A few posts ago I showed you some of the spider I encountered in the short spell of good weather we had in the late summer and early autumn. I think maybe some species were making hay whilst the sun was shining because there were also a lot of hoverflies around at that time too. And here are three of the species I found. It’s the wrong time of year to be posting about hoverflies, hence the title of the post, but I haven’t been able to get out with my camera so I reckon a hoverfly post is better than none at all! Identifying hoverflies can be tricky because there are species which look very similar to each other and I’m no expert, so I hope my identifications are accurate but if any of you spot an error please let me know.
Eristalis tenax is a type of hoverfly known as a ‘drone fly’, so called because they mimic honey bee drones. They are common throughout the UK and the females, which mate before overwintering and laying their eggs in the springtime, can be seen in any month of the year because they emerge from hibernation to feed when the weather warms up sufficiently. The larvae of this species are called ‘rat-tailed maggots’ and feed in sewage outflows and rotting carcasses – the more putrid it is the more they seem to like it! They are aquatic and the reason they are called ‘rat-tailed’ is that they have an extendable tube which can protrude up to around 5cm which they poke out of the water and use to breath air.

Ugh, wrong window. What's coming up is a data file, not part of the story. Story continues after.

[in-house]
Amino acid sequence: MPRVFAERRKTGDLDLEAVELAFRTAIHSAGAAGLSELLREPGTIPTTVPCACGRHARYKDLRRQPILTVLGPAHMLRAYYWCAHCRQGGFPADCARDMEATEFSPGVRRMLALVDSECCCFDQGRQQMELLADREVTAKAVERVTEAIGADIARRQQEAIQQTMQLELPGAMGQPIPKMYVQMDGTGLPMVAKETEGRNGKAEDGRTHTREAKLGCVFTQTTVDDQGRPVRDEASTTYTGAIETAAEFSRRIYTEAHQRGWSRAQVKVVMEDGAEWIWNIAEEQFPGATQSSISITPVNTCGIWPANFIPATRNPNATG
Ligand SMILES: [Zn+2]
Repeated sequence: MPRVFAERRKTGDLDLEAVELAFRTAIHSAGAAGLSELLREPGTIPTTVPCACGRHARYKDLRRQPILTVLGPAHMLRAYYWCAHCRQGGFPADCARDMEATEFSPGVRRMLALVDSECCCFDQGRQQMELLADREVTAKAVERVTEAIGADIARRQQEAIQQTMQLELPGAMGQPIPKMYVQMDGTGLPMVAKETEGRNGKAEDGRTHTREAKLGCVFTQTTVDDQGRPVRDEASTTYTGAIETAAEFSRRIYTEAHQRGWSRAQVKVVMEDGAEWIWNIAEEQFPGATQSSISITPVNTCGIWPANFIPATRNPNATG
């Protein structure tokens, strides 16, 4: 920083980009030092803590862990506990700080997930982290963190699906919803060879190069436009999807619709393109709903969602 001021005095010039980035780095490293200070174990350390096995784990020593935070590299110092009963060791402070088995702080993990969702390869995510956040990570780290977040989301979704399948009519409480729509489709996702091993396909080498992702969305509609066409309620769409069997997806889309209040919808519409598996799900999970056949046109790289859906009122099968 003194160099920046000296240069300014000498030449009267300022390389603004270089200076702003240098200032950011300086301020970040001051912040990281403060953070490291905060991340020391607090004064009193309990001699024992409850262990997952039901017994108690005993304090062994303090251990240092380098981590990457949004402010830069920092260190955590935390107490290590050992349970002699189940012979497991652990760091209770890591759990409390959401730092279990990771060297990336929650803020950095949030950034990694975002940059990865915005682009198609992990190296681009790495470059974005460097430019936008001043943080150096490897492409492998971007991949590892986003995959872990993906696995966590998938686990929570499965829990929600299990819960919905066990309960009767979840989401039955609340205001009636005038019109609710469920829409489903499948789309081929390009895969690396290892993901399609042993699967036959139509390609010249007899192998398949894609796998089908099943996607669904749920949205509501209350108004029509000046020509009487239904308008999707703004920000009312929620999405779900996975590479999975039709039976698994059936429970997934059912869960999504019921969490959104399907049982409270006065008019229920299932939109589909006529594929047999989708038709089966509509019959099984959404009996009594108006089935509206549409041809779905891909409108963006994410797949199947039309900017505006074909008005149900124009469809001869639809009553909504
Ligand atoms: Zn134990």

Tapered drone fly – Eristalis pertinax
The tapered drone fly is so called because the male has a tapered abdomen which is visible on this individual. It is otherwise a similar species to E. tenax and it’s larvae are also known as rat-tailed maggots. Apart from the taper it’s also distinguishable from E. tenax by it front legs which are pale.
My favourite hoverfly I found this year is this one:
The footballer – Helophilus pendulus